Collecting records has become a family tradition for MSU alumnus Dave Molner.
Ever since visiting his brother in San Francisco after he graduated high school, his hobby only has grown.
“(My brother) had me listen to some of his records, and when I came home, I took my mom’s old record player, and now it’s one of my favorite things,” Molner said.
On Saturday, many collectors, like Molner, paid a visit to Flat, Black & Circular, or FBC, East Lansing’s oldest record store, for Record Store Day. FBC offered giveaways, new releases and live entertainment in celebration of the holiday, celebrated by independent record stores nationwide.
Jon Howard, the manager for FBC, said the store began participating about six years ago.
“It was the major (record) labels and some independent labels trying to give a boost to small stores, with independent stores closing up and failing,” Howard said. “They wanted to help everybody out.”
Howard said Record Store Day reached its peak at FBC Saturday, with the highest local success rate since the holiday kicked off.
With vinyl sales reaching an all-time high since the last spike in the late ‘90s, Howard said it’s a good sign for store owners and faithful collectors.
“Lack of CD sales brought vinyl back up,” he said. “A couple companies started making turntables again. With the initial spike five or six years ago, I think those people started playing it for their friends, and their friends are now catching on, so it kind of snowballed from there.”
Joe Hertler, frontman of Joe Hertler & the Rainbow Seekers, performed as a solo act Saturday afternoon at FBC.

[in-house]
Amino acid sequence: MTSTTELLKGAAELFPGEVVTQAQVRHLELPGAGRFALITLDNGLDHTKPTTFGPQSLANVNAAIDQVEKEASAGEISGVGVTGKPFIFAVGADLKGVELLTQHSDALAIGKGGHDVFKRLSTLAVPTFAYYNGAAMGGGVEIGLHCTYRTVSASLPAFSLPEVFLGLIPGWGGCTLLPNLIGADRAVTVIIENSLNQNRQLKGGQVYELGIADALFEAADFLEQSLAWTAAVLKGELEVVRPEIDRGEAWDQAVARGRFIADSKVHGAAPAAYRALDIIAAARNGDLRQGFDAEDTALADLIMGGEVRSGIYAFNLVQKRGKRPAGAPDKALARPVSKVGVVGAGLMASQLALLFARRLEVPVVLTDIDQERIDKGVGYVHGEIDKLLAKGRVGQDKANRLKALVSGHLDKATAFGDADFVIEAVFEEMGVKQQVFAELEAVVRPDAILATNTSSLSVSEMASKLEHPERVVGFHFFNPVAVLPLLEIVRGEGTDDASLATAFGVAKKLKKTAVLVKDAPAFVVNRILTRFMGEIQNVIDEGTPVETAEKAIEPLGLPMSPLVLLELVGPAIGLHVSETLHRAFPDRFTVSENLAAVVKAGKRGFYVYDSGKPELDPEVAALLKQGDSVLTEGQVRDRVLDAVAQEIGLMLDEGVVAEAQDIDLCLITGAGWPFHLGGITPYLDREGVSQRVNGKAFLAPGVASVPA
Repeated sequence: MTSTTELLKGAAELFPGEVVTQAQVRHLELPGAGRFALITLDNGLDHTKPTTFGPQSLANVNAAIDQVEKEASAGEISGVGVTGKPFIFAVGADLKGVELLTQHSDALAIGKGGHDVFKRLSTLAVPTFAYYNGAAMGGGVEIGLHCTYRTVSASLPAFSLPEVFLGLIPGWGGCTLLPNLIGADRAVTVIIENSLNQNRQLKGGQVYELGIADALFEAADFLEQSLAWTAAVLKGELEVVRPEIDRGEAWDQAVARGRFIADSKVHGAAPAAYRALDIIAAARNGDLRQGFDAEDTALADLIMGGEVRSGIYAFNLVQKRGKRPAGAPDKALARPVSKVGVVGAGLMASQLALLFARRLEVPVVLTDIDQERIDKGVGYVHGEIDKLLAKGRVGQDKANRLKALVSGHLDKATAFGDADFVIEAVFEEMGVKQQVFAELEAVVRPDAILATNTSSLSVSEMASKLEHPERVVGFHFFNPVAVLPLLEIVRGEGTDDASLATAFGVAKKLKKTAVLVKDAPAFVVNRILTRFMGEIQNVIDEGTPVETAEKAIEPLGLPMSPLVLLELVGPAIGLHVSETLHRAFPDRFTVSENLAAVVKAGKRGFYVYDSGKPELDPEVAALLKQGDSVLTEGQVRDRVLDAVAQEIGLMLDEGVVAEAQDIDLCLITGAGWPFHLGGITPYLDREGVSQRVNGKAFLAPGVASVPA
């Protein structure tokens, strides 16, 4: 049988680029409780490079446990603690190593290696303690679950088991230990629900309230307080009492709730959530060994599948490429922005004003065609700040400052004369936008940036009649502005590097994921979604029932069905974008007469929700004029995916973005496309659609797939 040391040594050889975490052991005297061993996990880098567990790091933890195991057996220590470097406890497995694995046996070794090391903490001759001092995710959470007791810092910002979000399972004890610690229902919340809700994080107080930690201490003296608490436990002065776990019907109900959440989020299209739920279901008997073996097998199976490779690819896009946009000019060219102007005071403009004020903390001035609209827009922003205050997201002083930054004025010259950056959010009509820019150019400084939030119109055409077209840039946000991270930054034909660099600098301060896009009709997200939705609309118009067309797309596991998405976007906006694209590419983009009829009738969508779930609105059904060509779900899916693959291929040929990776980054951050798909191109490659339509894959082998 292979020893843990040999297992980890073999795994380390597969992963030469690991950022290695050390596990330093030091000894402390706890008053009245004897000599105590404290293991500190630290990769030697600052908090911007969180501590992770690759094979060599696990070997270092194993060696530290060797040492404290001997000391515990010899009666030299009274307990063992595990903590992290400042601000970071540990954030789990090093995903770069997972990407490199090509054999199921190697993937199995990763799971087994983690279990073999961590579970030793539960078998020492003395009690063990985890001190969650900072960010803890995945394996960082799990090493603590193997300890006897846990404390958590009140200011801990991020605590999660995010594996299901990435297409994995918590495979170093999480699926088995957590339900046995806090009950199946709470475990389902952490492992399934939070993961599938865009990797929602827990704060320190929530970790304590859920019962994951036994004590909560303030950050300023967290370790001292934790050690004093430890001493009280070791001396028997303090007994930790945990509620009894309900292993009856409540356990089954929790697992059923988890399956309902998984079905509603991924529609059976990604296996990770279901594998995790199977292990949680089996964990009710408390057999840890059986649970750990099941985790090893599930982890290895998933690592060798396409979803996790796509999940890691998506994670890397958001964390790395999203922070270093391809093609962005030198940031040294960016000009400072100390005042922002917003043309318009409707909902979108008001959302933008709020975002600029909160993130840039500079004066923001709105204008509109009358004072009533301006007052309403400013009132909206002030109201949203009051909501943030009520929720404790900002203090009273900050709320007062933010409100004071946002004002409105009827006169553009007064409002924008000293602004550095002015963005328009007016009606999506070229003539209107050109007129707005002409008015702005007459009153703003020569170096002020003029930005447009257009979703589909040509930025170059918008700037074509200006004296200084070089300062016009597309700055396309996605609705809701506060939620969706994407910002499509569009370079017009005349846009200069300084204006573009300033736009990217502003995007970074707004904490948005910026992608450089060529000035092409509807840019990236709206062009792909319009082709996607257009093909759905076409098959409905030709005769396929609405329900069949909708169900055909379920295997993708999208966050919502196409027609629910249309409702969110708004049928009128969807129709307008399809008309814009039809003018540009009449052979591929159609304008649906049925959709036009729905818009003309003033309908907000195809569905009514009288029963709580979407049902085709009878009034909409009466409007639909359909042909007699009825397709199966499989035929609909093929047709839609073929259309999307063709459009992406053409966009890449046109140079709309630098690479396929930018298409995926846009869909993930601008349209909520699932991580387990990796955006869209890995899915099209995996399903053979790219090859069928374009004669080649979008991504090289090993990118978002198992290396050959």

As an avid record collector who has spent hundreds of dollars at FBC, Hertler said buying vinyl brings back a more personal listening experience.
“Spending money on vinyl and taking the time and effort to listen to a record, put it on the platter, is something I think a lot more people should be able to experience,” Hertler said. “The commitment that buying and listening to vinyl brings is something that is important and something for me to grasp onto, personally.”
Howard said the task of buying vinyl shows more of an appreciation for the artist and their hard work.
“We always loved the artwork of it and feel of it and the social aspect of it,” he said. “When you really like a band, you’ll buy something that’s a product of the band that they put some work into. It’s kind of a tactile thing, and a collection thing for us. We like having a little library.”
Despite the rise of mediums, such as Pandora and Spotify, Hertler said he gets more out of the experience from listening to vinyl.
“I have a Spotify account, and it’s great because you have access to everything, but I find myself not appreciating the music as much on Spotify,” he said. “It takes away something in that listening experience.”
For Howard, there’s no greater feeling than seeing younger generations upholding his love for vinyl.
“It’s great because we always stuck with it,” he said. “We always said in the initial Napster, digital age, that vinyl was here to stay. It’s been something we’ve always championed.”